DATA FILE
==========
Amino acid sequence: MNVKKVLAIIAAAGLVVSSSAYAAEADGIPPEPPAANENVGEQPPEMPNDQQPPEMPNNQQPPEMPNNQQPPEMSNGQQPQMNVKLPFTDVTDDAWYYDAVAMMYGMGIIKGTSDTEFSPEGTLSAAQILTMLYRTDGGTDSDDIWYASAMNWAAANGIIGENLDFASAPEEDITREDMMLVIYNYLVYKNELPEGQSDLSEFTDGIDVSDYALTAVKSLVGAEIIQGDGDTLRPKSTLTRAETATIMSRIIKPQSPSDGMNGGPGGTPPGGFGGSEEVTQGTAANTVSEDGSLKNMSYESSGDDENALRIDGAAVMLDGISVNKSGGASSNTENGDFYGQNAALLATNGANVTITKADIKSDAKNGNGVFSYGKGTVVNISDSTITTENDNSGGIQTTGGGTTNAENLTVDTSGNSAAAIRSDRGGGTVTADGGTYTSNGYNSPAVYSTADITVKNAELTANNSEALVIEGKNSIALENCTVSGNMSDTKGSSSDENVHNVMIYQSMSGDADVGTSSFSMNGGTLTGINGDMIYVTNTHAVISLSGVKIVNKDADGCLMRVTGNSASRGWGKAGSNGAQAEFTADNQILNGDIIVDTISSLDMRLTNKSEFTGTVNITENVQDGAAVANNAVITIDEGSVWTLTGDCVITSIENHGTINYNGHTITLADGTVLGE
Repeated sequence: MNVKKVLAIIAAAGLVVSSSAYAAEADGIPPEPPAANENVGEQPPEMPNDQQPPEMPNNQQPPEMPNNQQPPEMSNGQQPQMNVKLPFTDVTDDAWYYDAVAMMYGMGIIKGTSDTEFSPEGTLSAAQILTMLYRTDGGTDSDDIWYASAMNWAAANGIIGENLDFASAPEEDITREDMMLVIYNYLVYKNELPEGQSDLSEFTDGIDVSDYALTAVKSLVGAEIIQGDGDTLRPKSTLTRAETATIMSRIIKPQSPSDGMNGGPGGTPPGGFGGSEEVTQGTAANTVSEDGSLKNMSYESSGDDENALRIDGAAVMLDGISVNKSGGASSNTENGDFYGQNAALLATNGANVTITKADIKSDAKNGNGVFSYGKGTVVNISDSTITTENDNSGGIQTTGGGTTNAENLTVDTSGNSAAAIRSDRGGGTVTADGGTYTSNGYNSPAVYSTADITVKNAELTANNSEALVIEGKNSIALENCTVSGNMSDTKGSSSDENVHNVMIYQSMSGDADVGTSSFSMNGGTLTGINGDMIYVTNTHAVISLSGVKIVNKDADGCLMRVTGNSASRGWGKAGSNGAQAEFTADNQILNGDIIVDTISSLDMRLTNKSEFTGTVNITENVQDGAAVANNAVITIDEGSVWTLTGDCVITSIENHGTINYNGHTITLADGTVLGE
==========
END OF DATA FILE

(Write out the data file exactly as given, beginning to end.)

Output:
Amino acid sequence: MNVKKVLAIIAAAGLVVSSSAYAAEADGIPPEPPAANENVGEQPPEMPNDQQPPEMPNNQQPPEMPNNQQPPEMSNGQQPQMNVKLPFTDVTDDAWYYDAVAMMYGMGIIKGTSDTEFSPEGTLSAAQILTMLYRTDGGTDSDDIWYASAMNWAAANGIIGENLDFASAPEEDITREDMMLVIYNYLVYKNELPEGQSDLSEFTDGIDVSDYALTAVKSLVGAEIIQGDGDTLRPKSTLTRAETATIMSRIIKPQSPSDGMNGGPGGTPPGGFGGSEEVTQGTAANTVSEDGSLKNMSYESSGDDENALRIDGAAVMLDGISVNKSGGASSNTENGDFYGQNAALLATNGANVTITKADIKSDAKNGNGVFSYGKGTVVNISDSTITTENDNSGGIQTTGGGTTNAENLTVDTSGNSAAAIRSDRGGGTVTADGGTYTSNGYNSPAVYSTADITVKNAELTANNSEALVIEGKNSIALENCTVSGNMSDTKGSSSDENVHNVMIYQSMSGDADVGTSSFSMNGGTLTGINGDMIYVTNTHAVISLSGVKIVNKDADGCLMRVTGNSASRGWGKAGSNGAQAEFTADNQILNGDIIVDTISSLDMRLTNKSEFTGTVNITENVQDGAAVANNAVITIDEGSVWTLTGDCVITSIENHGTINYNGHTITLADGTVLGE
Repeated sequence: MNVKKVLAIIAAAGLVVSSSAYAAEADGIPPEPPAANENVGEQPPEMPNDQQPPEMPNNQQPPEMPNNQQPPEMSNGQQPQMNVKLPFTDVTDDAWYYDAVAMMYGMGIIKGTSDTEFSPEGTLSAAQILTMLYRTDGGTDSDDIWYASAMNWAAANGIIGENLDFASAPEEDITREDMMLVIYNYLVYKNELPEGQSDLSEFTDGIDVSDYALTAVKSLVGAEIIQGDGDTLRPKSTLTRAETATIMSRIIKPQSPSDGMNGGPGGTPPGGFGGSEEVTQGTAANTVSEDGSLKNMSYESSGDDENALRIDGAAVMLDGISVNKSGGASSNTENGDFYGQNAALLATNGANVTITKADIKSDAKNGNGVFSYGKGTVVNISDSTITTENDNSGGIQTTGGGTTNAENLTVDTSGNSAAAIRSDRGGGTVTADGGTYTSNGYNSPAVYSTADITVKNAELTANNSEALVIEGKNSIALENCTVSGNMSDTKGSSSDENVHNVMIYQSMSGDADVGTSSFSMNGGTLTGINGDMIYVTNTHAVISLSGVKIVNKDADGCLMRVTGNSASRGWGKAGSNGAQAEFTADNQILNGDIIVDTISSLDMRLTNKSEFTGTVNITENVQDGAAVANNAVITIDEGSVWTLTGDCVITSIENHGTINYNGHTITLADGTVLGE